How Culture and Beliefs Play a Role in Gambling Game Preference
Gambling games have existed around the world for centuries. While the likes of blackjack, roulette, and poker have been glamorized through Hollywood movies, many of these games have deep roots in cultures and traditions around the world. Of course, the global gambling industry has become massive, but the historical side of the activity has altered gambling game preference around the world.
Much of the emphasis in Europe and the United States is either on big jackpots or skill-based games, where players can effectively ‘beat’ the house and ascend in social standing. In Asia, there are many different, more culturally tied, gambling game preference. So, how have different cultures and beliefs played a role in which games are popular across the vast continent?
The setting in Japan
The essence of ‘luck’ is a primary driver across many Asian gambling scenes, but platforms have been sure to adhere to the specific market of Japan. Just as the gambling game of pachinko on land is very much a Japanese activity, the online gambling platform Casino Gods in Japan has leaned into the nation’s embrace of multiple beliefs and overall acceptance of gods and deities. The platform even features its own ‘Recommended By Gods’ section, which features games with deities from Greek, Norse, Egyptian, Chinese, Mayan, Aztec, and Roman mythologies.
Japan is somewhat of a different case regarding its beliefs and religions. While people aren’t formally brought up into any particular religion, most households have some form of religious ties, with there being a diverse variety of religions present and often overlapping in overall Japanese culture. The traditional Shintō gods are followed by many, but the religion coexists with Christianity, Buddhism, some more ancient practices, and 19th Century ‘new’ religions.
Religion is very varied, without one single religion being overly dominant, and yet beliefs run deep through the culture. As mentioned before, another staple of Japanese society is the gambling game of pachinko. While returns are exchanged for prizes rather than money, pachinko sees over $200 billion spent on it each year across Japan, per Business Insider. The vertical pinball gambling game, of sorts, also plays like a slot machine, with luck being the emphasis of the game. So, in turn, both diverse beliefs and a gambling game preference for luck have driven the online offering.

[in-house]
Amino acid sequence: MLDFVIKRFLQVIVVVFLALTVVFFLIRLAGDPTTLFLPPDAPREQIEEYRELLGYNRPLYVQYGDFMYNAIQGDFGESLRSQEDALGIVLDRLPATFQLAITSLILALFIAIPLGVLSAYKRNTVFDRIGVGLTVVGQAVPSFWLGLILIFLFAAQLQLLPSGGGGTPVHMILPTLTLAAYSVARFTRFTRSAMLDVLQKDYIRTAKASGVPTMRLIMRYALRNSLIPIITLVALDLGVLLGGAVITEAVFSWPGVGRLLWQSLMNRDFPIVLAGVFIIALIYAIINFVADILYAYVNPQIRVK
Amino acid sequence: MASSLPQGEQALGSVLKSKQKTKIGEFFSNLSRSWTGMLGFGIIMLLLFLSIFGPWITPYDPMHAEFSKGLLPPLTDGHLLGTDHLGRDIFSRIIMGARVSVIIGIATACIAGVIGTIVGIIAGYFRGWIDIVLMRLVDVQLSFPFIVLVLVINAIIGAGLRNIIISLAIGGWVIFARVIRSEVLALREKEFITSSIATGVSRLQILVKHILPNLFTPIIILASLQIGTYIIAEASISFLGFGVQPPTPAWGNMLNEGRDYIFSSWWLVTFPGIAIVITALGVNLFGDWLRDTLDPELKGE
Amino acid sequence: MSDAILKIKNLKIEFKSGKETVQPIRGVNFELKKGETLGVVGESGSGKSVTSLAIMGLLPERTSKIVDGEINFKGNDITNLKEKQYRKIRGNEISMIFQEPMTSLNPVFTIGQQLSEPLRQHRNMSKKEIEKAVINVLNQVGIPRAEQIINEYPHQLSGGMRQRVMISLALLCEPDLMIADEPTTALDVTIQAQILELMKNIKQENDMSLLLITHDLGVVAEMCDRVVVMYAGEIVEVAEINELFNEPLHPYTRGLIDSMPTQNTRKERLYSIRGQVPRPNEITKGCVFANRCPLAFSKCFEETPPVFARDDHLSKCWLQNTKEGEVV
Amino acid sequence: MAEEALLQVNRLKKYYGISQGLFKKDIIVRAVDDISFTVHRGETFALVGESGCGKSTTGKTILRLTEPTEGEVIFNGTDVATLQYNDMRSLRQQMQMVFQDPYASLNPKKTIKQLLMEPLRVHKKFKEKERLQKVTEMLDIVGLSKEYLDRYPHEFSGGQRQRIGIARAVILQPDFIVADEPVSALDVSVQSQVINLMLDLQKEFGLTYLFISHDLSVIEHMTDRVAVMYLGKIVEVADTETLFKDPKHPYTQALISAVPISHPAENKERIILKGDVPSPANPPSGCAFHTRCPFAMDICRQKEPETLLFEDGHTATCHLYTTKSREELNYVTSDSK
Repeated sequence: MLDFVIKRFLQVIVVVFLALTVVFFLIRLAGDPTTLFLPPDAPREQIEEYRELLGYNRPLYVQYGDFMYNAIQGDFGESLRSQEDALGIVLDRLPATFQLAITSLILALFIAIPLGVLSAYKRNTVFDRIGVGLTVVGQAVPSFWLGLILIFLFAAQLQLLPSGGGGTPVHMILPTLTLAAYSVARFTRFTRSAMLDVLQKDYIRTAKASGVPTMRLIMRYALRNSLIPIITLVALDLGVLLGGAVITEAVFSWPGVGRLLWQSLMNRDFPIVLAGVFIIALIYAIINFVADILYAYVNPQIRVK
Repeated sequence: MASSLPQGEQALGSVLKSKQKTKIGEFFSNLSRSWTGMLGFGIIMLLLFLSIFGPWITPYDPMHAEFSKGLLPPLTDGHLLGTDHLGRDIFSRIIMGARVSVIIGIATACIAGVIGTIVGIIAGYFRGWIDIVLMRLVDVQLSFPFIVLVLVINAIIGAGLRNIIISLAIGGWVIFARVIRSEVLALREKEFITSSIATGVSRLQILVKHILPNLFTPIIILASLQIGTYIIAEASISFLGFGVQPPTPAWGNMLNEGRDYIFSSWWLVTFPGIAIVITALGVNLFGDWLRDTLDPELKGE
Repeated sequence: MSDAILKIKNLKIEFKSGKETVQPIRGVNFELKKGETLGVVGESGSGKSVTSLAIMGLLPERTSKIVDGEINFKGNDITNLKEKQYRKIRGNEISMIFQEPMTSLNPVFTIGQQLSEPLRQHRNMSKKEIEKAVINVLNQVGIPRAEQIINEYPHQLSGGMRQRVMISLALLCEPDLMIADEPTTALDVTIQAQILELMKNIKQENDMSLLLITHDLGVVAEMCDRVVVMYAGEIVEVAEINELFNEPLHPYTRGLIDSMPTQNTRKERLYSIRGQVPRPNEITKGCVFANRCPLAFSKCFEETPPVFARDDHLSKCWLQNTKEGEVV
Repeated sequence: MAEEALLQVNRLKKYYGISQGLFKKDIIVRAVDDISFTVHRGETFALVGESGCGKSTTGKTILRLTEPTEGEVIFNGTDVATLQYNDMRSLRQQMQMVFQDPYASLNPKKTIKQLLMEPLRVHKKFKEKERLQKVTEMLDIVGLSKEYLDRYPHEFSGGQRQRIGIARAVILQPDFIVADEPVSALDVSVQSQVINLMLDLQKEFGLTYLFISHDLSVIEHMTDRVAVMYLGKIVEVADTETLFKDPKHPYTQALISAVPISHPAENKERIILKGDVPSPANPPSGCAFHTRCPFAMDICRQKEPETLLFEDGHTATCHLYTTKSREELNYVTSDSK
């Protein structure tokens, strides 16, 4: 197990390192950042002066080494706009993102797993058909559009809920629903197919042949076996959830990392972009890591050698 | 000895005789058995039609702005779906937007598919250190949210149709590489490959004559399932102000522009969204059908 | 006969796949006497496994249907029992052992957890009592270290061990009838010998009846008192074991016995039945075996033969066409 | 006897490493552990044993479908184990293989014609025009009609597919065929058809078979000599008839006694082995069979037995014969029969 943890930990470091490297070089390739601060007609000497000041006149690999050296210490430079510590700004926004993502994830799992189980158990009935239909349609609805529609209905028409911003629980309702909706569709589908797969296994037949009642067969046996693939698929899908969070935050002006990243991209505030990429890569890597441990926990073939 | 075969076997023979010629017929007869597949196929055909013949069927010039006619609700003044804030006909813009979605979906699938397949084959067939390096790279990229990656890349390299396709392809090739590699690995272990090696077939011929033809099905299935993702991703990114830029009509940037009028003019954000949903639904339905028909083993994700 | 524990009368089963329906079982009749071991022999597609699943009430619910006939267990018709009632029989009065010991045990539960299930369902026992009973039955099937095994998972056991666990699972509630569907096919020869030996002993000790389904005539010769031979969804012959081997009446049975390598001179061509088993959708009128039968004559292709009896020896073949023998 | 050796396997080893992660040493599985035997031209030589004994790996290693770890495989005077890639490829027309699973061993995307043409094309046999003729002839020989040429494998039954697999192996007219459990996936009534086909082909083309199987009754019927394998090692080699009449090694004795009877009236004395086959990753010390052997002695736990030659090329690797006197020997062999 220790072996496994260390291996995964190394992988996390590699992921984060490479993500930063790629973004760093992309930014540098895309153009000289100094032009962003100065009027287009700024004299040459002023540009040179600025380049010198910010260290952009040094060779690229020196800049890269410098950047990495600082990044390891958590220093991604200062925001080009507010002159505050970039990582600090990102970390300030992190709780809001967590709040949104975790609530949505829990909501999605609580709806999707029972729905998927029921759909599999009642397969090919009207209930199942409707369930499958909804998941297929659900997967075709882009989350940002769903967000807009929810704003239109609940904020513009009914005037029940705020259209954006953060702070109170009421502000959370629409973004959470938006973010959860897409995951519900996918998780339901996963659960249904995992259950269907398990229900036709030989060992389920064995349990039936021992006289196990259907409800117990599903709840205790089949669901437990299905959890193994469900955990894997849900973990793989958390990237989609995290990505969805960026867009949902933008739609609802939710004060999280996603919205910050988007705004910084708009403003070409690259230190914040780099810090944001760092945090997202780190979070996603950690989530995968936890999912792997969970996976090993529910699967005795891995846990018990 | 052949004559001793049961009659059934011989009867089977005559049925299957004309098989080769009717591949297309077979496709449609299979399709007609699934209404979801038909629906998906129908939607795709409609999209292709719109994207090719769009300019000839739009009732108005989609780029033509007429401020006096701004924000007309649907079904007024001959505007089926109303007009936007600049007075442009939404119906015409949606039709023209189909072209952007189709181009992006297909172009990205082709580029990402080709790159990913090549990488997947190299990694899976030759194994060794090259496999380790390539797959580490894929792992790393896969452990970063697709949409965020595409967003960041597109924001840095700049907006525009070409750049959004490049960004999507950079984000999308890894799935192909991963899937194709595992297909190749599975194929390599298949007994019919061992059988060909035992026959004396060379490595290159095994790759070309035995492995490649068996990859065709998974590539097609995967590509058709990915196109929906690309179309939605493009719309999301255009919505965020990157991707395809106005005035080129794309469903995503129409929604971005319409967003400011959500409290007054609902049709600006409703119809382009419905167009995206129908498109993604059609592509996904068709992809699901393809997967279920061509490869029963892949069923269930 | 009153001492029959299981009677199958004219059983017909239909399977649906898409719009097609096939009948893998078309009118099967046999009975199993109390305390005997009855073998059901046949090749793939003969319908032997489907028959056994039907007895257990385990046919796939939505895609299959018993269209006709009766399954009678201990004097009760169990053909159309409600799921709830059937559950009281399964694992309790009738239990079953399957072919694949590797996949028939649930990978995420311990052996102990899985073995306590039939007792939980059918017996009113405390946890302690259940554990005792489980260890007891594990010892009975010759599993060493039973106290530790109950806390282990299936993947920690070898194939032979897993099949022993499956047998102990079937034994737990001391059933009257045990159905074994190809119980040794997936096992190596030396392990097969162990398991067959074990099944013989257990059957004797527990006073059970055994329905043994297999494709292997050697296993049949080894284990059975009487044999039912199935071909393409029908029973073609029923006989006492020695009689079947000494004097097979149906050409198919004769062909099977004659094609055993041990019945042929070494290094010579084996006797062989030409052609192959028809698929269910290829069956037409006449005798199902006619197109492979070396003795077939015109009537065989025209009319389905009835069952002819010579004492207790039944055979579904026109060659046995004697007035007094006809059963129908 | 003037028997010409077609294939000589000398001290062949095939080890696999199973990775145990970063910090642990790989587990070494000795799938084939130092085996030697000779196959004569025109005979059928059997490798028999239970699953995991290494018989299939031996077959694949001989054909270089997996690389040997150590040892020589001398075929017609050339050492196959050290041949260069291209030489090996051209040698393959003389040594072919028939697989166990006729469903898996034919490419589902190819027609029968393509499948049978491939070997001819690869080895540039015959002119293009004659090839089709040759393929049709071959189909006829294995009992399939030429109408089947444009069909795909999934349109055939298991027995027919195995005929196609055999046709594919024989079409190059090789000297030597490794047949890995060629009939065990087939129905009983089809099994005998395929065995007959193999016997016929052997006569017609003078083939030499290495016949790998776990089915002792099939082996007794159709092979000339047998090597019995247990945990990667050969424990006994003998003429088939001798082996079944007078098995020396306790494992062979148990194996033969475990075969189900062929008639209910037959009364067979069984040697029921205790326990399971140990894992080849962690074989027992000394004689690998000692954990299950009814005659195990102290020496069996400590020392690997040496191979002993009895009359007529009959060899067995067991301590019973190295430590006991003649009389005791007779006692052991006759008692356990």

Beliefs and cultures driving gambling game preference
India has become a hotbed of online card players since the internet has become widely accessible across the subcontinent. Such is the progress of the online gambling sector, the region is now being touted as a colossal market for the activity. In terms of Indian tradition and culture, during the Diwali festival, it is commonplace for families to come together to play several card games, often for money, setting gambling card games as a type of tradition. Through this, card games become normalized and associated with enjoyment during each celebration.
In Western gambling circles, the Chinese audience is well-known for its affinity for gambling. This is because the notion of luck and similar superstitions relay a much heavier sense of identification within the culture. In the belief that fate is predetermined by their ancestors, according to Psychology Today, playing gambling games to see one’s good fortune has become traditional in itself.
It’s why casinos in Macau and Las Vegas have leaned so heavily on baccarat and VIP baccarat, despite the former preference of famous games like blackjack and roulette, as baccarat is luck-based rather than a skill-based. Of course, the traditional game of Mahjong is the most commonly associated gambling game in Chinese culture. Still, when other gambling games are available, Chinese players gravitate to the luck-based offerings due to their cultural beliefs.
Asia presents several examples of how cultures and beliefs, no matter how diverse, can influence the preferences in gambling for players.